I’ve come to celebrate that maybe I am decent at teaching because I am a good student. I am always learning. And I spent many, many years trying my best to humble myself before those wiser than me. Of course, my ego gets in the way sometimes. But I can learn and I can grow. No matter what anyone thinks of me, including myself when being reflective, I can always grow and change. I can be better by surrendering to another way. My potential for transformation is unlimited. That is my ownmost truth. I believe that the light others see in me is just that: I love kindness. I love the light. I am not yet of the light. I am as much shadow as you, or even the worst of them. There is much darkness in me. But I am completely and head-over-heels in love with the light. And I think that others are inspired by someone who is devoted. You might mistake that for the quality itself, but it is just that: an orientation. I have no claims over any achievement, spiritual or worldly! But I can say that I love kindness.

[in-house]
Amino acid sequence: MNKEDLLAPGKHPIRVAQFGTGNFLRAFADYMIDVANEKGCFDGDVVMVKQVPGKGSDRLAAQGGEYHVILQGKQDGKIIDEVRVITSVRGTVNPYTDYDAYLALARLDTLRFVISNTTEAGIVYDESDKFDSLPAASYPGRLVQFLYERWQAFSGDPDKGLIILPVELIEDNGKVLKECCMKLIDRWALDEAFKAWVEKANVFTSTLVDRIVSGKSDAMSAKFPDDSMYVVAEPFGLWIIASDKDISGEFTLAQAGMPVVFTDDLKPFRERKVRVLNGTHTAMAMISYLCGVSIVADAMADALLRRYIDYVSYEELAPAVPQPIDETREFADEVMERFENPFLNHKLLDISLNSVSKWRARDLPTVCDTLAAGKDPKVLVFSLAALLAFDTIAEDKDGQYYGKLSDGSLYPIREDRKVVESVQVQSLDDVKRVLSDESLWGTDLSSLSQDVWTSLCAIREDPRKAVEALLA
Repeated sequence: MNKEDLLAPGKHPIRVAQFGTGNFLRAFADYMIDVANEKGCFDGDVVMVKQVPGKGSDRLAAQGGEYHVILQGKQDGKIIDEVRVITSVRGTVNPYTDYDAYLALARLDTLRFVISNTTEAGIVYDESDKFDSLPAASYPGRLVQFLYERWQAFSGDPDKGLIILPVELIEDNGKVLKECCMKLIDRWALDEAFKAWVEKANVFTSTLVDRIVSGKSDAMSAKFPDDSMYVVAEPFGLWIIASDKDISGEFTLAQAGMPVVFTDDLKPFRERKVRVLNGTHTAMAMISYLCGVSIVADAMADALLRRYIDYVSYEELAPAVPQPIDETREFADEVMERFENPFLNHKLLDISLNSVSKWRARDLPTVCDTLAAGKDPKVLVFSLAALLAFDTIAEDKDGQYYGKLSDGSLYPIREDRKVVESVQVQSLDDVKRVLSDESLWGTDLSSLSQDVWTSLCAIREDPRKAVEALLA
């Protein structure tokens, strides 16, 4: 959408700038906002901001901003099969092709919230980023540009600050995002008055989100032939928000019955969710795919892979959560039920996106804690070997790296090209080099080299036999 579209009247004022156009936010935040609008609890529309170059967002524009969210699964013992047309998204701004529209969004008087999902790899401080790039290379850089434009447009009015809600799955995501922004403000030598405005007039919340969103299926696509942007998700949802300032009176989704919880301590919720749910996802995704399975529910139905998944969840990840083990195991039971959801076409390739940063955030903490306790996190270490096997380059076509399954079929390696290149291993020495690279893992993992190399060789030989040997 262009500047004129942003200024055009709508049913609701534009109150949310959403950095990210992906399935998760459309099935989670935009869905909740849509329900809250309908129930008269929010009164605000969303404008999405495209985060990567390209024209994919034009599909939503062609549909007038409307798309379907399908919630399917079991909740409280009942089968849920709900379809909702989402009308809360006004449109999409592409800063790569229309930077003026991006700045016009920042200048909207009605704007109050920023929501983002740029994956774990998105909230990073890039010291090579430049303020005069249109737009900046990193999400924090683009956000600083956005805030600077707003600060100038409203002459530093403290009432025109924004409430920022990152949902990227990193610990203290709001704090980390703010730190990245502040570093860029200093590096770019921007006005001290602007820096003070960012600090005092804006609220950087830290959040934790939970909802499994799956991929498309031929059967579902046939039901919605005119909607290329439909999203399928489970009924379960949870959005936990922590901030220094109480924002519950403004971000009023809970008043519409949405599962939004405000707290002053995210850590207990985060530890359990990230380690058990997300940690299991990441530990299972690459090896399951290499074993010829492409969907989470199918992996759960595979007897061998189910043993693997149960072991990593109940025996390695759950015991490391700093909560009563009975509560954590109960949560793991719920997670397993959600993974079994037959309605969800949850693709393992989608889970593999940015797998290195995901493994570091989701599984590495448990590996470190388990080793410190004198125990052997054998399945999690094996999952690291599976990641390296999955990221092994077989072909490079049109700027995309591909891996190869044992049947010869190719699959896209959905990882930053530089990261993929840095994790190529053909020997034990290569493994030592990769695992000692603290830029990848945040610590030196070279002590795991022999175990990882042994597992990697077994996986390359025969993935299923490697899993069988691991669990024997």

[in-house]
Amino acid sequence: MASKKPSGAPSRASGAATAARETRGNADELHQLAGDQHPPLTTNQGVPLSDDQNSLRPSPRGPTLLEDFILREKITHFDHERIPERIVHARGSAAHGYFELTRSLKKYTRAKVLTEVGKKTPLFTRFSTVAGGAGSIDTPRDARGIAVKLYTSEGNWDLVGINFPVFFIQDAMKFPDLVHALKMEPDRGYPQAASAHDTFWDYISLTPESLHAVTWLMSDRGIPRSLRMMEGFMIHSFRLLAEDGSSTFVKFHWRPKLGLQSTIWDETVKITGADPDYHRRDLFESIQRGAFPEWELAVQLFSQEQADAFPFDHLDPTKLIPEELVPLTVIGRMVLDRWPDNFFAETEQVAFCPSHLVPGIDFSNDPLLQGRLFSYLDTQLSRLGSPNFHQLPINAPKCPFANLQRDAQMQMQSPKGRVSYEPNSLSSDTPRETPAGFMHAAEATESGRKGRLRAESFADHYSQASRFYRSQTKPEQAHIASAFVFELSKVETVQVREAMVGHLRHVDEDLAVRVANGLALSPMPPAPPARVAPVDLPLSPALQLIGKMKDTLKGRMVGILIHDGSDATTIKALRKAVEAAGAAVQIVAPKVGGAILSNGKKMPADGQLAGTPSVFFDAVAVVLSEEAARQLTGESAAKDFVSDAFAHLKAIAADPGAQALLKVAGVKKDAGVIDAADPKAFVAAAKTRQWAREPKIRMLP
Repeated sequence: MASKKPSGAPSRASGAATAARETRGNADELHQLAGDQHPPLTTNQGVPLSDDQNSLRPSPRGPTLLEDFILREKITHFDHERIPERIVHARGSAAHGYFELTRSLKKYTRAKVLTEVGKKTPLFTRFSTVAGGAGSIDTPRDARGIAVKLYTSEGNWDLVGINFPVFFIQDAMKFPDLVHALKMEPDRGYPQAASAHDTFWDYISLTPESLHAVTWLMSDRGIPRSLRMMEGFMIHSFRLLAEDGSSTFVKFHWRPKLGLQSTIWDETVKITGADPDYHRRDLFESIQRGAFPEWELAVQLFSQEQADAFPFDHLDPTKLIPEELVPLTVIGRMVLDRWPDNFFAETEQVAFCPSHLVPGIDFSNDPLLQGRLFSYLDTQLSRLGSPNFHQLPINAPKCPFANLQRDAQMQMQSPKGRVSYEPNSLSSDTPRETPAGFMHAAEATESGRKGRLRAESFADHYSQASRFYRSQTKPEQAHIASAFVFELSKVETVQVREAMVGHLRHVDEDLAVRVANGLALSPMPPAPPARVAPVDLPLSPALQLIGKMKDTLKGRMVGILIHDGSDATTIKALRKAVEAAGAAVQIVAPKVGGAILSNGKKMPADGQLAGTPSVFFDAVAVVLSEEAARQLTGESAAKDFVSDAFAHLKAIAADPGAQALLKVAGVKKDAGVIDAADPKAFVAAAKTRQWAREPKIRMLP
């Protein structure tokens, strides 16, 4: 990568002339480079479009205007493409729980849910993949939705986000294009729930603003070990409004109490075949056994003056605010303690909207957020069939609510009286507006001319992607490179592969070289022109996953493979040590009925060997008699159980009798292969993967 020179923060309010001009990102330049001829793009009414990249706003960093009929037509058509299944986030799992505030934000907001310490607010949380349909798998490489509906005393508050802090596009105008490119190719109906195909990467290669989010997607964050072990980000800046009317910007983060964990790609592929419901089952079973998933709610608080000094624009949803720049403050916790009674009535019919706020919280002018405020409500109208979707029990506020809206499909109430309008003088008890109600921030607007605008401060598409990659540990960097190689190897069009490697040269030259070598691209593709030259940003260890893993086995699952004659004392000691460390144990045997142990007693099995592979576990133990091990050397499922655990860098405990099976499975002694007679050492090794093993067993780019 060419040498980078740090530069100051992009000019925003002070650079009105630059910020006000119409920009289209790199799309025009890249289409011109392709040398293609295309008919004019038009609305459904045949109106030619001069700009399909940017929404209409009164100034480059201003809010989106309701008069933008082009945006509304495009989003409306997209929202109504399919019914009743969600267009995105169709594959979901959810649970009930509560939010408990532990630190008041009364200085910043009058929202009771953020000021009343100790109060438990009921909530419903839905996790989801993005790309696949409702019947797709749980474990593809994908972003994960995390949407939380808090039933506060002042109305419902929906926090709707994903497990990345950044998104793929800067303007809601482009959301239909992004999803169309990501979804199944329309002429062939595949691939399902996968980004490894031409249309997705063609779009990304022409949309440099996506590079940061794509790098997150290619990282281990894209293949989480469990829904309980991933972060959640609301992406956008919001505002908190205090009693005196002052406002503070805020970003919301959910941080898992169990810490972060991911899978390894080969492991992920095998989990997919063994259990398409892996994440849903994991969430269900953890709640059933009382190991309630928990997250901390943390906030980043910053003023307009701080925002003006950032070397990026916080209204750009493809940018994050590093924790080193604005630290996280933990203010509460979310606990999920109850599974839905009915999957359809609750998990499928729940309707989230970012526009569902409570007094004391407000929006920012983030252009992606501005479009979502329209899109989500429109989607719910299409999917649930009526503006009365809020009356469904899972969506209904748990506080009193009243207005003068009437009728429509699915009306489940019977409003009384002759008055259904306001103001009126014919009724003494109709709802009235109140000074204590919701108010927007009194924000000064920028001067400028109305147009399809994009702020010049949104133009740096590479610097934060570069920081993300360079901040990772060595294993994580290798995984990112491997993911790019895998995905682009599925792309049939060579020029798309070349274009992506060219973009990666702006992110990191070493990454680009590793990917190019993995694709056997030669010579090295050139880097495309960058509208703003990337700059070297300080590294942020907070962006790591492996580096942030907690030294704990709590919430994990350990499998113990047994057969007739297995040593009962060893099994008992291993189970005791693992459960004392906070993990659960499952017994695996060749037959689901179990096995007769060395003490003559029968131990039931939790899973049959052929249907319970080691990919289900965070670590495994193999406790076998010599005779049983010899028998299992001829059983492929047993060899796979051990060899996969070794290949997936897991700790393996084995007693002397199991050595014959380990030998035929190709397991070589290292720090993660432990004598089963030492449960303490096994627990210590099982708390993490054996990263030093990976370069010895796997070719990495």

I have always been a good student. I think good teachers have something to teach because they learned a lot. And that means being a good student. That shouldn’t ever end. In the least, I am always learning how to be a better teacher and I learn that from my students. In a way, they are my teachers too. In our tradition we say that behind every master is a good tea servant (cha tong). This means that without an assistant helping with water, etc. the master couldn’t serve tea. But it also means that the master was herself once a servant. I have made a real effort to perform every act of service in the Center, from cleaning the toilet to making the magazine. And I was cha tong to my teacher for years. Tea and Zen are both best learned as apprenticeships, I think. The best tea farmers learned as apprentices (most often to their fathers). The same is true for tea preparation and Zen as well.